A federal judge yesterday openly questioned the government's ability to prosecute Zacarias Moussaoui at a public trial, chastising the "shroud of secrecy" under which U.S. intelligence officials have classified a raft of pleadings and briefs in the case.
U.S. District Judge Leonie M. Brinkema's sharply worded two-page order came one day after a group of newspapers and broadcasters challenged the sealing of filings, which accelerated after the October capture in Pakistan of Ramzi Binalshibh, alleged planner of the Sept. 11, 2001, terror attacks.
Prosecutors have argued that certain documents must be sealed because of national security concerns.
"The court, too, is disturbed by the extent to which the United States' intelligence officials have classified [materials] . . . and further agrees with the defendant's skepticism of the government's ability to prosecute this case in open court," Brinkema wrote in response to Moussaoui's otherwise routine request for a hearing transcript and a memorandum opinion.
Moussaoui, who is representing himself, is charged with conspiring with al Qaeda operatives to hijack the airplanes that crashed into the World Trade Center and Pentagon. He and the lawyers appointed by the court to help him believe that Binalshibh may have information that will help their case. The intelligence community has continued to object to a defense interview, contending that it would disrupt its interrogation of Binalshibh at a critical point in the campaign against al Qaeda.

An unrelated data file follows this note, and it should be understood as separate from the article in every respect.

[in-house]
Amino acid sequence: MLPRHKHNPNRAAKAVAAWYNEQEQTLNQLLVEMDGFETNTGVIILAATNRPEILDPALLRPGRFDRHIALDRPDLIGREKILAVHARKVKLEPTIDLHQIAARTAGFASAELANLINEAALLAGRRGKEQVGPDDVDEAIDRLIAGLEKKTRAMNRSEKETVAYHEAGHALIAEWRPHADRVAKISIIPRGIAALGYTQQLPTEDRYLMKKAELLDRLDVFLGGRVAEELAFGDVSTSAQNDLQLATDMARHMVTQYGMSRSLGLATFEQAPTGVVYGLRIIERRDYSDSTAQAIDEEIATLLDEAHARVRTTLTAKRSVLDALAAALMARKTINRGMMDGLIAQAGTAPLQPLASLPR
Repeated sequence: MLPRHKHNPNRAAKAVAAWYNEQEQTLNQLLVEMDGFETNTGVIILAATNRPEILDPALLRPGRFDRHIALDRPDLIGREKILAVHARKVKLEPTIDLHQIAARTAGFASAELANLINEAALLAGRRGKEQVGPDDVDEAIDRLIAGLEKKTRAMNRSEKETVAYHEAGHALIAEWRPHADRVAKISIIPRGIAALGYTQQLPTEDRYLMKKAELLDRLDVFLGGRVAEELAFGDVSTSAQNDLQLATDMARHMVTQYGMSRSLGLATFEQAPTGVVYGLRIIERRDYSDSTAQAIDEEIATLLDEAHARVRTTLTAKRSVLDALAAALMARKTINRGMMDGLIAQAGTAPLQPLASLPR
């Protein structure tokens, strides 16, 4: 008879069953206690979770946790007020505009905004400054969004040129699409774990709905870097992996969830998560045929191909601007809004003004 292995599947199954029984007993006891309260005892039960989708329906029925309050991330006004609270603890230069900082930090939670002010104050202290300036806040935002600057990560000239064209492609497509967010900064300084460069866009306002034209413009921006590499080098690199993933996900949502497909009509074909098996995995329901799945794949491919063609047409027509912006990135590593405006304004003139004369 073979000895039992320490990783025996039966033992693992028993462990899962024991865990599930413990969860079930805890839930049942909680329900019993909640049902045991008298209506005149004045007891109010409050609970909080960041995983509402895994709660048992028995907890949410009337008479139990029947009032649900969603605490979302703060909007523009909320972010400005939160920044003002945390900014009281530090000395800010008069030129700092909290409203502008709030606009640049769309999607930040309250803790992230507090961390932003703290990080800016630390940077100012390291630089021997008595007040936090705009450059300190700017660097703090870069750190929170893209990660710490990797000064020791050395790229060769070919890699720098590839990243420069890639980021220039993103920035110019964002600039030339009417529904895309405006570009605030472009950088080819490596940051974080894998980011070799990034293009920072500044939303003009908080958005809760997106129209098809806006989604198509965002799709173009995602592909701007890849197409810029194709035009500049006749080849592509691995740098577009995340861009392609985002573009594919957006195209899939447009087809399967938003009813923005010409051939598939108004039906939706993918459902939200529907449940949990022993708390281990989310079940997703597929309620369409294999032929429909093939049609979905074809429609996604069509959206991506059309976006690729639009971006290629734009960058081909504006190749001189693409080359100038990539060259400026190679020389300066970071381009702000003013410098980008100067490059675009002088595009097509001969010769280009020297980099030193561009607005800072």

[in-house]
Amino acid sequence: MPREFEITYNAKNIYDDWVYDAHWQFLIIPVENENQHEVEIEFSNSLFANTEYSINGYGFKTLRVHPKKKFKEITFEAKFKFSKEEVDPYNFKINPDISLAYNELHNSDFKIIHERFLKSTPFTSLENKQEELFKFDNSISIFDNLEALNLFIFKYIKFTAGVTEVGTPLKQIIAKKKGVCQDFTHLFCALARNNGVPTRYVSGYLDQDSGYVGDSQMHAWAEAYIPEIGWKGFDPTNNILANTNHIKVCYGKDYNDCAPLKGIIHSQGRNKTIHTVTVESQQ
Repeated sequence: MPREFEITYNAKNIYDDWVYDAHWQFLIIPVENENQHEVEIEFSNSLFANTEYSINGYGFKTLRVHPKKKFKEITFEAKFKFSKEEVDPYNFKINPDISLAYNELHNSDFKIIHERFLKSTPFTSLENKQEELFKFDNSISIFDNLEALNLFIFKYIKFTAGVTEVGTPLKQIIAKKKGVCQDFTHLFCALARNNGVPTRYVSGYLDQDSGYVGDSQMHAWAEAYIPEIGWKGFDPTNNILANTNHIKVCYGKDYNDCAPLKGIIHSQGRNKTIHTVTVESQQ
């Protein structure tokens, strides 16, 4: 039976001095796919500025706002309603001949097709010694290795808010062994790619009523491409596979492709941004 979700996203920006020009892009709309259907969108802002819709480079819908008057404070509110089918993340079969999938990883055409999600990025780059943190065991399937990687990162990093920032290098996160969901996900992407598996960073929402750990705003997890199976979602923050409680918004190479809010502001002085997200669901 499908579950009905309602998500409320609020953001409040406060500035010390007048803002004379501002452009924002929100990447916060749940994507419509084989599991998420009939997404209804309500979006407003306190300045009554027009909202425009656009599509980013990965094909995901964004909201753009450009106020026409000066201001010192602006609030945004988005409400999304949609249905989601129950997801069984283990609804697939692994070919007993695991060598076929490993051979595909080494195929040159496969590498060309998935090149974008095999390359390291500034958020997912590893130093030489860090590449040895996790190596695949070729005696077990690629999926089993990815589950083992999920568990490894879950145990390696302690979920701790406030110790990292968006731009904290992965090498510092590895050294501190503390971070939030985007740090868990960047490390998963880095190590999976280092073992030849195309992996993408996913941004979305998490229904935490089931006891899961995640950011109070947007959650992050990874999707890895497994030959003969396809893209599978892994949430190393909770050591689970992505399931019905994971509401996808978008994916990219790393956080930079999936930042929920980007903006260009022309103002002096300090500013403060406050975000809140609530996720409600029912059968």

The U.S. Court of Appeals for the 4th Circuit is reviewing a Jan. 30 decision by Brinkema, also made in secret, that granted Moussaoui's attorneys access to Binalshibh, the self-described planner of the Sept. 11 attacks.
The government is invoking unprecedented national security powers in asking the appellate court to deny Moussaoui access to Binalshibh and is arguing that civilian courts should not interfere with military decisions, according to sources with knowledge of secret court documents. If the government does not win its appeal, it will probably not prosecute Moussaoui in a civilian court
Barbara Comstock, a Justice Department spokeswoman, said prosecutors are well within the law. "We regularly hold terrorists and spies accountable in court, while safeguarding both national security and due process," she said in a statement. "Congress has expressly provided a way to handle these cases . . . We are confident in the ability of our system of justice to try these cases under the procedures adopted by Congress and regularly upheld by the courts."
The case has become a fierce battle over the government's right to protect national security and a defendant's constitutional right to information and witnesses who could help his case. Brinkema's order only increases that tension, legal experts said.
"The judge is pointing out that it is the government's choice: You can't prosecute someone on a capital charge and withhold from him key evidence for his defense," said Kate Martin, director of the Center for National Security Studies, a civil liberties organization based in Washington. "It's unfair and prohibited by the due process clause."
Moussaoui, 34, a French citizen, is the only person charged in the United States in connection with the Sept. 11 attacks. He could face the death penalty if convicted. He had requested unclassified, uncensored copies of the transcript of a closed Jan. 30 hearing and a secret opinion the court issued last March 10. In yesterday's order, Brinkema told the government to respond.